“You know, I’m hearing what (Craven) says, and it gives me a big boost of confidence. Going into these races, it’s funny how I can relate to what he’s saying from way back then to what I’m feeling now. He’s talking about not throwing down and focusing on that championship, and that’s exactly what I’m doing. I’m not really looking at each race. Winning each race is great, but our focus is the next one. I don’t even look back. You come in every day and you see the trophy is there anyway, but you look at them, admire them for a second, good job, pat on the back, and we’re right back to work ready to win the next one.

“I’m seeing a lot of similarities, and it’s cool to see that, and it definitely gives me a boost of confidence being in the same conversation as him and hearing what he has to say.”

Added Craven, “What Ben has accomplished already at such an early age, it doesn’t happen by mistake, so it speaks to his talent and it speaks to his focus. When you look at the young drivers in the series that have rolled out of it very quickly, Joey Logano and Kyle Larson, the latest example, and even if you take it a step further and look at the prospects of the sport, Chase Elliott, who graduates, has success, I think that benefits into that mold. Again, I’ve not watched him race. The numbers don’t lie.  They are very impressive. And listening to him, he just seems like he’s ahead of his years.”

As the teleconference ended, Craven had one last bit of encouragement to Rhodes: “I look forward to seeing you and look forward to pulling for you. You’ve given me a reason to watch the race. Have a great weekend.”

Follow me @JerryBonkowski

Social roundup: Media day at Toyota Grand Prix of Long Beach

Photo: IndyCar
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The Toyota Grand Prix of Long Beach is still more than a week away, but Media Day was in full swing on Tuesday with a number of attractions for fans and media in attendance.

That being said, it’s easier to get all the pre-advance work done before cars from six different series hit the track starting on Friday, April 7. The Long Beach IndyCar race airs on April 9 at 4 p.m. ET on NBCSN.

The day began with Team Penske’s Josef Newgarden fielding interviews with the local L.A. affiliates for NBC, Fox, and ABC before being a attending a midday luncheon. He also did various interviews with other outlets.

There were also a number of opportunities for rides around the 1.968-mile street circuit. IndyCar drivers Zach Veach and Gabby Chaves were in charge of the Verizon IndyCar Series two-seater while Scott Pruett manned driving duties in a two-seat version of his Lexus RC F GT3. Rocky Moran Sr. and Jr. also held demo rides of their own around the circuit in a Camry; James Sofronas took folks for rides in a GMG Racing Porsche 911 GT3 R.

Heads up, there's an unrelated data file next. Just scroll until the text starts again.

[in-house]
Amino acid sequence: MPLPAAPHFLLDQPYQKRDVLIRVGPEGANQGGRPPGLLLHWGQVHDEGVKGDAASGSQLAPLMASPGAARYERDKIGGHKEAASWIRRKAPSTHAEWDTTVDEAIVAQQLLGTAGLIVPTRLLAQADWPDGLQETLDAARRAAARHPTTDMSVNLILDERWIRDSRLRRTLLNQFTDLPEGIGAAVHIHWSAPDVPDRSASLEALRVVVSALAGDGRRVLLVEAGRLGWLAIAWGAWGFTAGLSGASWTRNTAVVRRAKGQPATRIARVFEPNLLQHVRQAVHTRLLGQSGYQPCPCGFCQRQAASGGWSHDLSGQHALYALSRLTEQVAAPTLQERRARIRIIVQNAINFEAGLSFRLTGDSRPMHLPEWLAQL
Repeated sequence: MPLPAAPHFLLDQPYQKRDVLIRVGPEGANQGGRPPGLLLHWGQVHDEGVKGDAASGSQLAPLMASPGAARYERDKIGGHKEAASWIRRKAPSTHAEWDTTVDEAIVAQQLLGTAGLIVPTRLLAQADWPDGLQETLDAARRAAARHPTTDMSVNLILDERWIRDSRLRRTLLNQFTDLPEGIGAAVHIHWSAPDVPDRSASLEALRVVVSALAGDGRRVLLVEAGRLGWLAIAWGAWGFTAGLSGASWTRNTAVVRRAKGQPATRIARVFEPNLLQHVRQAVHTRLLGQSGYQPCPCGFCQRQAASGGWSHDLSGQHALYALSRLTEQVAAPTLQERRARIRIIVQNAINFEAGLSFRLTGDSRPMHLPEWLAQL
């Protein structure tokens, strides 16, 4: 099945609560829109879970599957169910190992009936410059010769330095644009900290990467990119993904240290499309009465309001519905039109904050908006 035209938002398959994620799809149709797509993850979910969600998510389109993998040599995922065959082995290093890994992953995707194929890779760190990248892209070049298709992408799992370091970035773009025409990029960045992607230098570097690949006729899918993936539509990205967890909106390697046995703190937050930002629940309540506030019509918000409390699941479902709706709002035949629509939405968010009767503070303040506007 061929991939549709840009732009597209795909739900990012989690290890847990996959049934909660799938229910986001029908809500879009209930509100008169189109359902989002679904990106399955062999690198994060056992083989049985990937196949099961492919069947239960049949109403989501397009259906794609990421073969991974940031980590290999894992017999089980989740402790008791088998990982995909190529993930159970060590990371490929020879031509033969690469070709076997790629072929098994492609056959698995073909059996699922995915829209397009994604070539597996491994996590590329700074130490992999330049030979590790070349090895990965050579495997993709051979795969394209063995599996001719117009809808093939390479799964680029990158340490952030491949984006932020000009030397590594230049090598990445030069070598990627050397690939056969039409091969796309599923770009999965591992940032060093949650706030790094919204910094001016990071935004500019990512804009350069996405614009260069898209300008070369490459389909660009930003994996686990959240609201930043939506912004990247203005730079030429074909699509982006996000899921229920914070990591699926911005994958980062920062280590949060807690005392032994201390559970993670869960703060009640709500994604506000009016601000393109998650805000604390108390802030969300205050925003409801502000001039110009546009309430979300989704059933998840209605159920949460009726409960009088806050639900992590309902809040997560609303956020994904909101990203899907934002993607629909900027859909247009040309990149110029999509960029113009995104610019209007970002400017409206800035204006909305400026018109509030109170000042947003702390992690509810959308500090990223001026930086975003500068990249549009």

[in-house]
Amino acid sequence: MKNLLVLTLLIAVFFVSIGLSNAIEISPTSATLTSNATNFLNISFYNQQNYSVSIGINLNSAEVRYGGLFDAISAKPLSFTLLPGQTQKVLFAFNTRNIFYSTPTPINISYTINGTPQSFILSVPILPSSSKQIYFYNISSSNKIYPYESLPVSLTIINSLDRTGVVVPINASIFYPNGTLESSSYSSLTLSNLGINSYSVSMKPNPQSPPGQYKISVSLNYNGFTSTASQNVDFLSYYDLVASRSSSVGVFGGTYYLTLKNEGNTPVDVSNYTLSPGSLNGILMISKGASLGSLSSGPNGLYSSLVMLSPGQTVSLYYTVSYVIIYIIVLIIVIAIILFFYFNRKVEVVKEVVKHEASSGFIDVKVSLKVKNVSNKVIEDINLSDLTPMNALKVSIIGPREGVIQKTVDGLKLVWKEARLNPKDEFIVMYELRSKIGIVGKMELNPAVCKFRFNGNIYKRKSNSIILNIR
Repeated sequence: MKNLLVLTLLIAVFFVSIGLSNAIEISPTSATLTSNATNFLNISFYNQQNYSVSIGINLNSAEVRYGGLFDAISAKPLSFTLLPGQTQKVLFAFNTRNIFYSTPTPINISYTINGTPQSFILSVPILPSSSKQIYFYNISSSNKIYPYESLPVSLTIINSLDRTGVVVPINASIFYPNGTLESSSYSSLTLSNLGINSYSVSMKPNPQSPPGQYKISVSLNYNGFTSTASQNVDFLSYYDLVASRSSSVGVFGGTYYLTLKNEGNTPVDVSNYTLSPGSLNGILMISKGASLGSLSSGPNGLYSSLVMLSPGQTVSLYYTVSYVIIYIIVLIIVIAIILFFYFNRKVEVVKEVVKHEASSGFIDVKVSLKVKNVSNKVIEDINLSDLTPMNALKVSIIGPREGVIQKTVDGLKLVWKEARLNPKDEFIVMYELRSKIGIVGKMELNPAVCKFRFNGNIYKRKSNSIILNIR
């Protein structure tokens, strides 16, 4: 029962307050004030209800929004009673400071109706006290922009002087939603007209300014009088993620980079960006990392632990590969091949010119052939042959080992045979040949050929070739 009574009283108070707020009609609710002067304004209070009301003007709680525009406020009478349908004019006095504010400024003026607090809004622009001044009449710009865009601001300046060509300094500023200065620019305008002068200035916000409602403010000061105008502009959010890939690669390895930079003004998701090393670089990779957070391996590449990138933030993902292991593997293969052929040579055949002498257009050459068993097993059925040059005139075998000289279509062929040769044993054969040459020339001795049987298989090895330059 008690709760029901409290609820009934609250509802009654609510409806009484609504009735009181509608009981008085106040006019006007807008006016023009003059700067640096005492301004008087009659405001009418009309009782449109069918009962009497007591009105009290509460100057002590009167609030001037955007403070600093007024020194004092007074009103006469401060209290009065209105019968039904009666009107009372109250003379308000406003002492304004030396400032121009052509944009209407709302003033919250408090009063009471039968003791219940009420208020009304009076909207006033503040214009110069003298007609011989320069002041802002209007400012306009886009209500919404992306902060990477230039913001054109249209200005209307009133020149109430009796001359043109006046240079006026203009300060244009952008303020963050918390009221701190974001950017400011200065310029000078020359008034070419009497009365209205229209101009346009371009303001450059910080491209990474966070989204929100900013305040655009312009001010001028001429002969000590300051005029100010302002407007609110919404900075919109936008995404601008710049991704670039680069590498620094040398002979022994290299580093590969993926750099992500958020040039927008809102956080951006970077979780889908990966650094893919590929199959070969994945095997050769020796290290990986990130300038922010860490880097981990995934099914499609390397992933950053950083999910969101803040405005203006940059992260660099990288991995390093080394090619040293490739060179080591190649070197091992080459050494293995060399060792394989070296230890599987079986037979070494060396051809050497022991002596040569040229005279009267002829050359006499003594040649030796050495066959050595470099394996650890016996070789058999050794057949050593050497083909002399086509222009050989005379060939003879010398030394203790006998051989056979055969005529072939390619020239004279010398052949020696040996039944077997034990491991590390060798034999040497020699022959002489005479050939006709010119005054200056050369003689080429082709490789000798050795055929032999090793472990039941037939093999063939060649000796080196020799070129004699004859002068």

Formula Drift was on hand as well, though their days were spent preparing for the event. Several cars made practice runs along Seaside Way and through turns 9, 10, and 11 of the circuit.

The Toyota Grand Prix of Long Beach is slated for April 7-9, with first practice for the Verizon IndyCar Series rolling off at 1:00 p.m. local time on Friday April 7.

INDYCAR reveals next round of design for 2018 common aero kit

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After the initial renderings of the 2018 common aero kit were released in January at the North American International Auto Show in Detroit, questions then turned to when INDYCAR would release the next round of what the future of the single kit would look like.

The date was something of a moving target, without a set time piece either just before or just after the 2017 Verizon IndyCar Series season began with the Firestone Grand Prix of St. Petersburg on March 12.

That being said, today marks the arrival of round two of what the new kit will look like, revealed first on IndyCar.com. The timing works well as it’s just after St. Petersburg but before Round 2, the Toyota Grand Prix of Long Beach, which runs April 9 at 4 p.m. ET on NBCSN to kick off the NBC Sports Group’s coverage portion of the season.

In today’s release, INDYCAR is still yet to confirm the supplier of the new common aero kit. But the car’s development remains on track to be revealed in the flesh this summer before a mid-summer testing debut.

Rendering courtesy of INDYCAR

“While this remains a work in progress, we are encouraged with where the development of the 2018 car stands,” Jay Frye, INDYCAR president of competition and operations, said in the release. “The look of the car is bold, the performance data from simulations is meeting targeted goals and safety enhancements built into the design will be substantial.”

Tino Belli, INDYCAR director of aerodynamic development, explained the design process with a focus on producing more downforce from the underside of the car rather than on top, addressing driver feedback.

“We’ve been working on the aerodynamics to suit the look, rather than the other way around,” Belli said in the release.

“We’re working on creating more of the downforce from the underwing,” Belli said. “The hole in the floor (of the undertray on this year’s car) will be sealed for the road courses and short ovals, but will still be open for the superspeedways.”

While aerodynamic targets and additional safety enhancements are set to include side impact structures in the sidepods and repositioned radiators, with turbocharger inlets moving to the inside of the radiator inlet ducts, no word was given today in terms of a windscreen or other cockpit protection enhancement device which has been rumored but not officially confirmed to be part of the 2018 kit. Belli said in the release that INDYCAR has achieved “97 percent” of its goals from developing the new car’s look and efficiency.